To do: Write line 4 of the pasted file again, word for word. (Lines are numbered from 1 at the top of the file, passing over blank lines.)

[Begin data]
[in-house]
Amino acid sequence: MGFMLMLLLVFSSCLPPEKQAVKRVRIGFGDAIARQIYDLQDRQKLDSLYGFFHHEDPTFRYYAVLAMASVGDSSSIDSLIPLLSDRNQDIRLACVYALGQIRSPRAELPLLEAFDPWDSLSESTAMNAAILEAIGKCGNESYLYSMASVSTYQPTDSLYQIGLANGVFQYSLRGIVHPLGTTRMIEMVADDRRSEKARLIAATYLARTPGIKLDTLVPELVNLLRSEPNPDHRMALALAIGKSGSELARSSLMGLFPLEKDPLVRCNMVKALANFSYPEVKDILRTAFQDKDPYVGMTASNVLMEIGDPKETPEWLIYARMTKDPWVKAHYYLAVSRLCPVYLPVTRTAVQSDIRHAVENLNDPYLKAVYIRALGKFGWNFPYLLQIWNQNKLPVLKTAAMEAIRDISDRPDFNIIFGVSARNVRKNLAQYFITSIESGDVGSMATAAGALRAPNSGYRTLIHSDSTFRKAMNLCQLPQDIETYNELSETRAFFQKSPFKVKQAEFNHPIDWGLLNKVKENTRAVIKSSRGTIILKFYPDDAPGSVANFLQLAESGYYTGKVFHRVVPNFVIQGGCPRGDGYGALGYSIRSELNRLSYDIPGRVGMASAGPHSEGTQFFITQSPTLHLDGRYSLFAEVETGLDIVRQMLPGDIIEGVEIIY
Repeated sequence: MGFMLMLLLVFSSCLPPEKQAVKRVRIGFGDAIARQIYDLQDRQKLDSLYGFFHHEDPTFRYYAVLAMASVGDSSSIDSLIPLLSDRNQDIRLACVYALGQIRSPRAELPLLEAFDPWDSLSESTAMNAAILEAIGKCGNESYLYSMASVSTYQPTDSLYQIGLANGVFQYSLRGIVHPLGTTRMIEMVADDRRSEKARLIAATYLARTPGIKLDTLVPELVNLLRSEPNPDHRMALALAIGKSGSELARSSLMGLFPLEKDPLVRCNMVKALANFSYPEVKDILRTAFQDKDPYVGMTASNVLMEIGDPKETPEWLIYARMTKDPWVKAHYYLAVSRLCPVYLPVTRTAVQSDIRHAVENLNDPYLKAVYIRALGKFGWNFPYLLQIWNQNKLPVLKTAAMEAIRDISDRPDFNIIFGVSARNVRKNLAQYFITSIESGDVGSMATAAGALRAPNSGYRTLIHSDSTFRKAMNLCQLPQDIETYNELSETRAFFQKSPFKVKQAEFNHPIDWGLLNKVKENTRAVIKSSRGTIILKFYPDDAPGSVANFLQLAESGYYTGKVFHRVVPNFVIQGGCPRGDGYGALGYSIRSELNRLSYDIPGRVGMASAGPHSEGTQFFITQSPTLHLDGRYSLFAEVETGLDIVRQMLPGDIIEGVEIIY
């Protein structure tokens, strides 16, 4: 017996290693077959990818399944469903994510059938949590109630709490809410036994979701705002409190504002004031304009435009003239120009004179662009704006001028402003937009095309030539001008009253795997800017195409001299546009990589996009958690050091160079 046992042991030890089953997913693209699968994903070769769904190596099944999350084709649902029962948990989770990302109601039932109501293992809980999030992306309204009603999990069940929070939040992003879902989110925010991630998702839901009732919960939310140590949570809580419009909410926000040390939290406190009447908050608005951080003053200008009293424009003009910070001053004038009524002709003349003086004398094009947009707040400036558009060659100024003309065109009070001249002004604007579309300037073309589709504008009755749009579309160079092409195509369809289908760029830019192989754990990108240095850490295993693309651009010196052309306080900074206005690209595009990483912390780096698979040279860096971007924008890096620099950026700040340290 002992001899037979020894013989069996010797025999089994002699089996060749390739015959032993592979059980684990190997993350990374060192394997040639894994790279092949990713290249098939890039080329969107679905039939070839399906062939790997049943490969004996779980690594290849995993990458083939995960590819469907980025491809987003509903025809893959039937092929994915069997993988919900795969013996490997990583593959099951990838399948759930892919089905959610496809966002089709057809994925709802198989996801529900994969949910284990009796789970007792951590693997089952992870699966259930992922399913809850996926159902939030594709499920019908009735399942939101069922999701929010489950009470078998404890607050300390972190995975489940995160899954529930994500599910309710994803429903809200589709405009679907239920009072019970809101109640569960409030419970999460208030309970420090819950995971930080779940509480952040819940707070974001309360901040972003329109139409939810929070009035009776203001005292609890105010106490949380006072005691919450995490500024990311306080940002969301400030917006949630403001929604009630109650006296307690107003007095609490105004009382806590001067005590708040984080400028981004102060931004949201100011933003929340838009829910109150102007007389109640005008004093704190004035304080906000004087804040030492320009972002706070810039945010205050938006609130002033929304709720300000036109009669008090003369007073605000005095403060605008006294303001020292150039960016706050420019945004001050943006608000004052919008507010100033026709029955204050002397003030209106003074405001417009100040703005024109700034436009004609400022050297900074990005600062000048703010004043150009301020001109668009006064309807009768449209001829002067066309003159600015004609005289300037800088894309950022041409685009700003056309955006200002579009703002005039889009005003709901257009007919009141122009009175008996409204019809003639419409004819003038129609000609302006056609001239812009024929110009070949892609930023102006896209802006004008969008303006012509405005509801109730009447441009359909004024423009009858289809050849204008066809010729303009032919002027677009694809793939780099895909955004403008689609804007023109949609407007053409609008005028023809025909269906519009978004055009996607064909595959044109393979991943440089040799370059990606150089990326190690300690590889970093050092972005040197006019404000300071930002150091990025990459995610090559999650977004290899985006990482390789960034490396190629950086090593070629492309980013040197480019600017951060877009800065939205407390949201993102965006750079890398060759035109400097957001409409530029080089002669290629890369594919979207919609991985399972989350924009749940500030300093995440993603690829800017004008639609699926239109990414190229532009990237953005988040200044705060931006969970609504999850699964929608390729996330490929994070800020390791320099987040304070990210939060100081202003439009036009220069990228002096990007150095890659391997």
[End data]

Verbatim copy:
């Protein structure tokens, strides 16, 4: 017996290693077959990818399944469903994510059938949590109630709490809410036994979701705002409190504002004031304009435009003239120009004179662009704006001028402003937009095309030539001008009253795997800017195409001299546009990589996009958690050091160079 046992042991030890089953997913693209699968994903070769769904190596099944999350084709649902029962948990989770990302109601039932109501293992809980999030992306309204009603999990069940929070939040992003879902989110925010991630998702839901009732919960939310140590949570809580419009909410926000040390939290406190009447908050608005951080003053200008009293424009003009910070001053004038009524002709003349003086004398094009947009707040400036558009060659100024003309065109009070001249002004604007579309300037073309589709504008009755749009579309160079092409195509369809289908760029830019192989754990990108240095850490295993693309651009010196052309306080900074206005690209595009990483912390780096698979040279860096971007924008890096620099950026700040340290 002992001899037979020894013989069996010797025999089994002699089996060749390739015959032993592979059980684990190997993350990374060192394997040639894994790279092949990713290249098939890039080329969107679905039939070839399906062939790997049943490969004996779980690594290849995993990458083939995960590819469907980025491809987003509903025809893959039937092929994915069997993988919900795969013996490997990583593959099951990838399948759930892919089905959610496809966002089709057809994925709802198989996801529900994969949910284990009796789970007792951590693997089952992870699966259930992922399913809850996926159902939030594709499920019908009735399942939101069922999701929010489950009470078998404890607050300390972190995975489940995160899954529930994500599910309710994803429903809200589709405009679907239920009072019970809101109640569960409030419970999460208030309970420090819950995971930080779940509480952040819940707070974001309360901040972003329109139409939810929070009035009776203001005292609890105010106490949380006072005691919450995490500024990311306080940002969301400030917006949630403001929604009630109650006296307690107003007095609490105004009382806590001067005590708040984080400028981004102060931004949201100011933003929340838009829910109150102007007389109640005008004093704190004035304080906000004087804040030492320009972002706070810039945010205050938006609130002033929304709720300000036109009669008090003369007073605000005095403060605008006294303001020292150039960016706050420019945004001050943006608000004052919008507010100033026709029955204050002397003030209106003074405001417009100040703005024109700034436009004609400022050297900074990005600062000048703010004043150009301020001109668009006064309807009768449209001829002067066309003159600015004609005289300037800088894309950022041409685009700003056309955006200002579009703002005039889009005003709901257009007919009141122009009175008996409204019809003639419409004819003038129609000609302006056609001239812009024929110009070949892609930023102006896209802006004008969008303006012509405005509801109730009447441009359909004024423009009858289809050849204008066809010729303009032919002027677009694809793939780099895909955004403008689609804007023109949609407007053409609008005028023809025909269906519009978004055009996607064909595959044109393979991943440089040799370059990606150089990326190690300690590889970093050092972005040197006019404000300071930002150091990025990459995610090559999650977004290899985006990482390789960034490396190629950086090593070629492309980013040197480019600017951060877009800065939205407390949201993102965006750079890398060759035109400097957001409409530029080089002669290629890369594919979207919609991985399972989350924009749940500030300093995440993603690829800017004008639609699926239109990414190229532009990237953005988040200044705060931006969970609504999850699964929608390729996330490929994070800020390791320099987040304070990210939060100081202003439009036009220069990228002096990007150095890659391997």